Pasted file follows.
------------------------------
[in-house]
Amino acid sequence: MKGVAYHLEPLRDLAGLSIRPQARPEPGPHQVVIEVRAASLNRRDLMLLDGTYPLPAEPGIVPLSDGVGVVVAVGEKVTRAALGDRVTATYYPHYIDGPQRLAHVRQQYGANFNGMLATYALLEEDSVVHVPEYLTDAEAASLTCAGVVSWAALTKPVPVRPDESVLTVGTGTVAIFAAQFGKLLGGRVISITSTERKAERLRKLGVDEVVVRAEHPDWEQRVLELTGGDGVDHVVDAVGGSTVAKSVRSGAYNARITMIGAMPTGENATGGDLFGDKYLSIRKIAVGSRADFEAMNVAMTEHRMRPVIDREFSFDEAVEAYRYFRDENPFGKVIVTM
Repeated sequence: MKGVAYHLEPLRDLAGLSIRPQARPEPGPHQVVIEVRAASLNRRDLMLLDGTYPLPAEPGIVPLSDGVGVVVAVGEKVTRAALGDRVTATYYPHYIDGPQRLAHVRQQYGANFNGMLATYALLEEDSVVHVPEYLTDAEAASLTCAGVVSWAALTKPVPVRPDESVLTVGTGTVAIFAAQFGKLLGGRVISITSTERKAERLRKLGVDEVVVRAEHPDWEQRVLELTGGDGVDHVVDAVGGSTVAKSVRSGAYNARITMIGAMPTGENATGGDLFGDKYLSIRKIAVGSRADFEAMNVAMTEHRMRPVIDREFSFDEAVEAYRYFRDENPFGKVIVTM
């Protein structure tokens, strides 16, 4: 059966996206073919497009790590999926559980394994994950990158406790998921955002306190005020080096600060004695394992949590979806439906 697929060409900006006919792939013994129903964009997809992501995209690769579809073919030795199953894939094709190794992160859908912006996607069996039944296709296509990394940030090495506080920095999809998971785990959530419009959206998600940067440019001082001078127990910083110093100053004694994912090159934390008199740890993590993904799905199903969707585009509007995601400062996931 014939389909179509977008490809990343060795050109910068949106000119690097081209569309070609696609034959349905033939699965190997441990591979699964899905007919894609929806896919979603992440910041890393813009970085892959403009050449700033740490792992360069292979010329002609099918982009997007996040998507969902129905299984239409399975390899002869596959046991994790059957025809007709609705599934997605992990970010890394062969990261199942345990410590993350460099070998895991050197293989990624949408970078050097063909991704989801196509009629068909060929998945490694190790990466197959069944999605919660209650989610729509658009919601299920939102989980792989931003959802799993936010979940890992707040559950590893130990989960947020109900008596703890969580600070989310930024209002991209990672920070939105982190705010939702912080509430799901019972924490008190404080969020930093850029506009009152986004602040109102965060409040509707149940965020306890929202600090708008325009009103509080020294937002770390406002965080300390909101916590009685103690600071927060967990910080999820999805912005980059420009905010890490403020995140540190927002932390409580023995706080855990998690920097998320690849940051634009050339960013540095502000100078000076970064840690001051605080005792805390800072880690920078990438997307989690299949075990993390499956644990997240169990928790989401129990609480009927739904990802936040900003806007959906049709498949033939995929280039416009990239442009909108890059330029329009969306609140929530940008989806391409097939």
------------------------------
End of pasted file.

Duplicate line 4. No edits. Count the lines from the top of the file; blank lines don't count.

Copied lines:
């Protein structure tokens, strides 16, 4: 059966996206073919497009790590999926559980394994994950990158406790998921955002306190005020080096600060004695394992949590979806439906 697929060409900006006919792939013994129903964009997809992501995209690769579809073919030795199953894939094709190794992160859908912006996607069996039944296709296509990394940030090495506080920095999809998971785990959530419009959206998600940067440019001082001078127990910083110093100053004694994912090159934390008199740890993590993904799905199903969707585009509007995601400062996931 014939389909179509977008490809990343060795050109910068949106000119690097081209569309070609696609034959349905033939699965190997441990591979699964899905007919894609929806896919979603992440910041890393813009970085892959403009050449700033740490792992360069292979010329002609099918982009997007996040998507969902129905299984239409399975390899002869596959046991994790059957025809007709609705599934997605992990970010890394062969990261199942345990410590993350460099070998895991050197293989990624949408970078050097063909991704989801196509009629068909060929998945490694190790990466197959069944999605919660209650989610729509658009919601299920939102989980792989931003959802799993936010979940890992707040559950590893130990989960947020109900008596703890969580600070989310930024209002991209990672920070939105982190705010939702912080509430799901019972924490008190404080969020930093850029506009009152986004602040109102965060409040509707149940965020306890929202600090708008325009009103509080020294937002770390406002965080300390909101916590009685103690600071927060967990910080999820999805912005980059420009905010890490403020995140540190927002932390409580023995706080855990998690920097998320690849940051634009050339960013540095502000100078000076970064840690001051605080005792805390800072880690920078990438997307989690299949075990993390499956644990997240169990928790989401129990609480009927739904990802936040900003806007959906049709498949033939995929280039416009990239442009909108890059330029329009969306609140929530940008989806391409097939």